Butter or margarine on your Thanksgiving table?

When you think about butter versus margarine, you may automatically think margarine is better, healthier.

But as it turns out, there is quite a bit more to the story you might want to know if you’re trying to decide which may be better for your family.

For starters…

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Butter is a more natural substance

For centuries people have been milking cows, goats, and sheep to produce butter. Once the milk is obtained, the fat (buttercream) is separated from the liquid. This buttercream is then churned until butter is formed — plain and simple.

For margarines it’s not that simple…

Margarine is made from unsaturated fat, which in its natural form is a liquid. To make margarines solid the liquid oil needs to be hydrogenated, which changes the structure of the oil. This means they may contain trace elements of heart-destroying trans fats, which distort cell membranes and elevate risk of coronary heart disease. Margarines also contain the addition of various additives and preservatives.

With margarine, you’re consuming a highly processed product…

Quite simply, it doesn’t matter what the health authorities try to make you believe, because the truth is, the more processed a food sources is, the more unhealthy it is going to be, period.

So in this regard alone, butter wins hands down — it is just buttercream churned!

Butter contains natural vitamins and minerals

One tablespoon of butter contains 3 mg of calcium, phosphorus and potassium; small amounts of B vitamins and vitamin K; and substantial amounts of vitamins A and E.

Margarine contains “added” vitamins. For instance, America’s most popular margarine in 2016 — Country Crock Original — contains “added” vitamin D, A, while being devoid of all other nutrients.

Natural vitamins and minerals are always more bioavailable to the body because they are being consumed the way nature intended.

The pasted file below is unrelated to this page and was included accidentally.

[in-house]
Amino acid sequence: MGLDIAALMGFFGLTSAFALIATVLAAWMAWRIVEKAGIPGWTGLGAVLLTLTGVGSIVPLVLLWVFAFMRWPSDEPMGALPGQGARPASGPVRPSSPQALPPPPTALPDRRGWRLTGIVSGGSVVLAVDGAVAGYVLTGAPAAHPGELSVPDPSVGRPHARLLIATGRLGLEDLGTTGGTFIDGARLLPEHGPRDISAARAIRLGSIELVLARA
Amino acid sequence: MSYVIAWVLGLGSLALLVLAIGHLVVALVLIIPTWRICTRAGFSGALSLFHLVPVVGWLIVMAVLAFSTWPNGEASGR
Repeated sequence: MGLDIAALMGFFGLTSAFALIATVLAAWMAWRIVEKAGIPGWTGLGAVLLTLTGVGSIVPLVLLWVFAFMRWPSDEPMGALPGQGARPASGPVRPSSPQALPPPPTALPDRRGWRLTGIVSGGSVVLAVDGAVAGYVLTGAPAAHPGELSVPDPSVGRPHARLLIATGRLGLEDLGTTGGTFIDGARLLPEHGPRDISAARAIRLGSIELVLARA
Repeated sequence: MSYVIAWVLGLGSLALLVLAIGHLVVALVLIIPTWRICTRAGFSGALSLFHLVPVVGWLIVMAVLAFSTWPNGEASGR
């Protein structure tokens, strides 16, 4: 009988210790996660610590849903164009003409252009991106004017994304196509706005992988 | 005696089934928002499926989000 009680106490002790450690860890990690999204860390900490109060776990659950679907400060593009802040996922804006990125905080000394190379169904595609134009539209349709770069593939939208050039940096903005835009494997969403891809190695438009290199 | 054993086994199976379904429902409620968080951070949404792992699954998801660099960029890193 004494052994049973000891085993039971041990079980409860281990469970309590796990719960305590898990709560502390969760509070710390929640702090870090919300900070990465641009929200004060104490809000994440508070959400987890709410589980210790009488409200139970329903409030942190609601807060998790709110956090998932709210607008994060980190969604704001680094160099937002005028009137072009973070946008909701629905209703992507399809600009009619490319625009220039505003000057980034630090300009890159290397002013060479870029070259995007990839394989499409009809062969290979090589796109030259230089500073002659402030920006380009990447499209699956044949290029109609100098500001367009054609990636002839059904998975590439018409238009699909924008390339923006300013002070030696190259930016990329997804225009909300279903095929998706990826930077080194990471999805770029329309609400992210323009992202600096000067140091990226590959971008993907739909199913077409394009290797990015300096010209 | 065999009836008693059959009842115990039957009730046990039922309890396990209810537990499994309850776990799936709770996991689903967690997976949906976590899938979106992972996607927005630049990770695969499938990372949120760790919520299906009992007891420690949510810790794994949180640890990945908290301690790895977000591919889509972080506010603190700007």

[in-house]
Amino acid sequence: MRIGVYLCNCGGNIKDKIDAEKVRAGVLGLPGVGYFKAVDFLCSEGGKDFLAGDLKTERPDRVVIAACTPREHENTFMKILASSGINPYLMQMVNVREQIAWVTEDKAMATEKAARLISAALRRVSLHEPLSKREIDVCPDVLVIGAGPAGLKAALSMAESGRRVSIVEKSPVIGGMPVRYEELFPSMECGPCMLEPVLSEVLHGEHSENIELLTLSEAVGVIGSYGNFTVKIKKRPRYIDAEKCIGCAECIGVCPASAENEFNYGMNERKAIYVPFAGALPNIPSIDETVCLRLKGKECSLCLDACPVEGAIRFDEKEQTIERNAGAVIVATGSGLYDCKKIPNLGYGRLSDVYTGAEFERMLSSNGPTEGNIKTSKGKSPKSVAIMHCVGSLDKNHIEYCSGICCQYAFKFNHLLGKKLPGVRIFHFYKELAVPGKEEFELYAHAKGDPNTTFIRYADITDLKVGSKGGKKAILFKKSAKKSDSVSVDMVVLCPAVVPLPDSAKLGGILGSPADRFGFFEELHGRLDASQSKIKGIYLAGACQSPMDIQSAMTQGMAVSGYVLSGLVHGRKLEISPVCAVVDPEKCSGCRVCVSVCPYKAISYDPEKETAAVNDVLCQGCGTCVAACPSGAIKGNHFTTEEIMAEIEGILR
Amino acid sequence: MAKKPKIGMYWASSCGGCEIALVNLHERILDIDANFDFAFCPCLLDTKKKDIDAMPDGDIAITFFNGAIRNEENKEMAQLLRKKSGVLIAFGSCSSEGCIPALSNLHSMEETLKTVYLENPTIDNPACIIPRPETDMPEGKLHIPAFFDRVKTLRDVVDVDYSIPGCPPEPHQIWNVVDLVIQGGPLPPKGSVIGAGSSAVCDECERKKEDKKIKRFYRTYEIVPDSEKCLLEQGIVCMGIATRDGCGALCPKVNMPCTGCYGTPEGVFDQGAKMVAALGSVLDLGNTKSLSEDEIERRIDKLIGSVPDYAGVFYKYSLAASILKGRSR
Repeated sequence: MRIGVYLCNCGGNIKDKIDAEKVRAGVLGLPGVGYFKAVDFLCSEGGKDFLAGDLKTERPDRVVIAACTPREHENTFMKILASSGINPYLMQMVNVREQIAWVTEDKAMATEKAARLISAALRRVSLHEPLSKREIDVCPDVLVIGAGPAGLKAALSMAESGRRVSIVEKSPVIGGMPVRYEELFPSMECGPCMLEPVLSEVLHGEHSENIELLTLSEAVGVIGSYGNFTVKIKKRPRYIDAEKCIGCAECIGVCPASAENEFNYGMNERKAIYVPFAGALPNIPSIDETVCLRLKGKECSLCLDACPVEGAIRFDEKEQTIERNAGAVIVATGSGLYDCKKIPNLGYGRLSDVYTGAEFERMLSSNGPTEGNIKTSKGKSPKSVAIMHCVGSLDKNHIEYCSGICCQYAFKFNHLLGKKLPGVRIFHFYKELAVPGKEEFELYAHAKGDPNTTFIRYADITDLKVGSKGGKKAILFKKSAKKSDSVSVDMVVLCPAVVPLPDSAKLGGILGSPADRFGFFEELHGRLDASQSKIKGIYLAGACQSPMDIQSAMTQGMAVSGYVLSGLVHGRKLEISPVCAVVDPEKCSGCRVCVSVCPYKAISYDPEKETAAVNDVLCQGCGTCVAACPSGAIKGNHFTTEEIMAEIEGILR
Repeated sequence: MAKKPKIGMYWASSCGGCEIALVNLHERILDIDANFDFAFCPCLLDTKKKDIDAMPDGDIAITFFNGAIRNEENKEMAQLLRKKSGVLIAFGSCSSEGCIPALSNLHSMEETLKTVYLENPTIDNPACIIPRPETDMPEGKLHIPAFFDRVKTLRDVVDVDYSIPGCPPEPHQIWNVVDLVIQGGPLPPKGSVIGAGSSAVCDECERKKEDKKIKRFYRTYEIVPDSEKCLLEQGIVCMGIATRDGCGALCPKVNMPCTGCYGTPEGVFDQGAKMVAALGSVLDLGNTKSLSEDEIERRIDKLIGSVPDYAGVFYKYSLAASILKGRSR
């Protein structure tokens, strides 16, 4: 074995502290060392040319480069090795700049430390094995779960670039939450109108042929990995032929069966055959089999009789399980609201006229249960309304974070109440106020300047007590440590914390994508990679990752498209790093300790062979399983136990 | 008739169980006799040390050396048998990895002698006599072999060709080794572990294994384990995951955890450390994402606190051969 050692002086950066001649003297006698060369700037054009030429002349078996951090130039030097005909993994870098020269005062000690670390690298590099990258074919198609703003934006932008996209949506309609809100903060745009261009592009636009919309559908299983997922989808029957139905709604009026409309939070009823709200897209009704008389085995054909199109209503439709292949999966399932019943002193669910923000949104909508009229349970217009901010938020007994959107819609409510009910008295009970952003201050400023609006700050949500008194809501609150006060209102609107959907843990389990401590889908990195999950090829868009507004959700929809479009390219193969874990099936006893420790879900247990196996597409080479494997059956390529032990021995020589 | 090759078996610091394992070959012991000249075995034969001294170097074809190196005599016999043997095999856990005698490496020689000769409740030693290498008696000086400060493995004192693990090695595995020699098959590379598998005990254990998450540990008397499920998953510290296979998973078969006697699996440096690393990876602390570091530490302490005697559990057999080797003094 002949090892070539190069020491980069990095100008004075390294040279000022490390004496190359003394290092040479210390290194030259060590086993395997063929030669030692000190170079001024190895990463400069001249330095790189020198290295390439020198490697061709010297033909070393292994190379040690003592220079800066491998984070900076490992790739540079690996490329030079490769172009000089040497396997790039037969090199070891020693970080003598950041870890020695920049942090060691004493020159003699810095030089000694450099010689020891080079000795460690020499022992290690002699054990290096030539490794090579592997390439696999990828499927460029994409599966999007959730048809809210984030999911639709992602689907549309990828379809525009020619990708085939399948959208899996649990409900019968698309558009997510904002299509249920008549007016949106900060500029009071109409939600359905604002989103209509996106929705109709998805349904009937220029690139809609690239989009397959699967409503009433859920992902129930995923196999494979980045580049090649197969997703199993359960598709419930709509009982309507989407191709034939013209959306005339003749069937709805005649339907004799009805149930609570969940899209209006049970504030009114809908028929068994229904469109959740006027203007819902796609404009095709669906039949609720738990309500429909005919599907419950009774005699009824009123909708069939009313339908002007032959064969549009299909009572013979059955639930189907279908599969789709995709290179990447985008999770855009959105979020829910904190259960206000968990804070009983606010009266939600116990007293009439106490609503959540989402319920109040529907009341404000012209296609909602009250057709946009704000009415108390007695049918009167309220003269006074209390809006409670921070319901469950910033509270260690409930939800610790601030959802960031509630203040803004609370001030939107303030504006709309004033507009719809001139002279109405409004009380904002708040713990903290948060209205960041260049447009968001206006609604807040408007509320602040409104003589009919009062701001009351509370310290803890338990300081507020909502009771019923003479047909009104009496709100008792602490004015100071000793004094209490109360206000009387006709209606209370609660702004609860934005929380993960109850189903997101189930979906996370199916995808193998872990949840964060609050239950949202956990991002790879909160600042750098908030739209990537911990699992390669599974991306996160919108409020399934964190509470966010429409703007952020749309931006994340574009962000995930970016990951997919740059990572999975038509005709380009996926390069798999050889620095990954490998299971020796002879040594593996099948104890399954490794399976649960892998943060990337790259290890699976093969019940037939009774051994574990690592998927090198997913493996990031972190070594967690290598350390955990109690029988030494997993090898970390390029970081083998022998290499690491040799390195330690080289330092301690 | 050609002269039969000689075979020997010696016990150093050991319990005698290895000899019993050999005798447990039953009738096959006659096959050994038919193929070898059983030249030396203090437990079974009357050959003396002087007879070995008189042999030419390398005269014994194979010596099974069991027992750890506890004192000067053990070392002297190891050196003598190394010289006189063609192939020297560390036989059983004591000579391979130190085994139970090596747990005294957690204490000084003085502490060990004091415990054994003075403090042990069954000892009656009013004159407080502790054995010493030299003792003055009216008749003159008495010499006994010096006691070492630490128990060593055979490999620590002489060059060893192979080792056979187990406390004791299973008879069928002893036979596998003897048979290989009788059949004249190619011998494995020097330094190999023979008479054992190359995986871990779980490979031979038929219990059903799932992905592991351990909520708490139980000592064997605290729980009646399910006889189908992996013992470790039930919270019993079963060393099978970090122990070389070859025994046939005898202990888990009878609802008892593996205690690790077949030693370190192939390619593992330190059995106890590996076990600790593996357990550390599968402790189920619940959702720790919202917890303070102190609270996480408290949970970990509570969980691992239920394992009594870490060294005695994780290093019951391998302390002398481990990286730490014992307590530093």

So again, butter wins the race in terms of nutritional quality.

Butterfat is healthy fat

While we’re all told that unsaturated vegetable fats are better for our health, we aren’t getting the whole story here either.

There are two main types of unsaturated fat — omega-3 and omega-6. It’s the omega-3 fats that are known for their anti-inflammatory, heart-protective capacity. And although these fats are lumped under the same “unsaturated fat” banner, the same does not ring true for omega-6 fats.

Unsaturated fats used in margarines are predominantly proinflammatory omega-6 fatty acids such as soybean, safflower, peanut, or other generic vegetable oils.

During the processing of these oils, they are usually heated to high temperatures, which increase the oxidation of the sensitive unsaturated fats, and therefore promotes free radical damage and further increases their inflammatory potential.

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On the other hand, butter is a very stable fat, which does not easily oxidize. And although it is a saturated fat, there has been no conclusive evidence to show it contributes to heart disease.

Butter happens to contain healthy short chain saturated fats such as butyric acid, making up around 11 percent of its composition. Butyric acid is a fuel source for the cells lining your intestine, supporting their healthy function, and preventing inflammatory processes that may lead to colon cancer and other health conditions.

Butter is also a rich source of conjugated linoleic acid, a family of ruminant trans fats that have been associated with various health benefits.

When you sum all this up, the evidence does point toward butter as the better choice.

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  1. German JB, et al. “A reappraisal of the impact of dairy foods and milk fat on cardiovascular disease risk.” — Eur J Nutr. 2009;48(4):191-203.
  2. Ginter E & Simko V. “New data on harmful effects of trans-fatty acids.” — Bratisl Lek Listy. 2016;117(5):251-3.
  3. Sales of the leading margarine and spreads brands of the United States in 2017 (in million U.S. dollars) — Statista.com. (2017). Retrieved 24 May, 2017
  4. Country Crock, Original, 40% Vegetable Oil Spread. — Usda.gov. (2017). Retrieved 24 May, 2017
  5. Butter, without salt. — Usda.gov. (2017). Retrieved 24 May, 2017
  6. Dilzer A & Park Y. “Implication of conjugated linoleic acid (CLA) in human health.” — Crit Rev Food Sci Nutr. 2012;52(6):488-513.
Jedha Dening

By Jedha Dening

Jedha Dening is a qualified nutritionist (MNutr), researcher, author, freelance writer, and founder of type 2 diabetic nutrition site Diabetes Meal Plans. Her masters thesis on nutrition and inflammation was published and then presented at a national scientific conference. She has millions of words published in the health industry across various print and online publications. Having been in the field for over 15 years, she’s incredibly passionate about delving into the latest research to share the myths and truths surrounding nutrition and health. She believes when armed with the right knowledge, we’re empowered to make informed choices that can truly make a difference.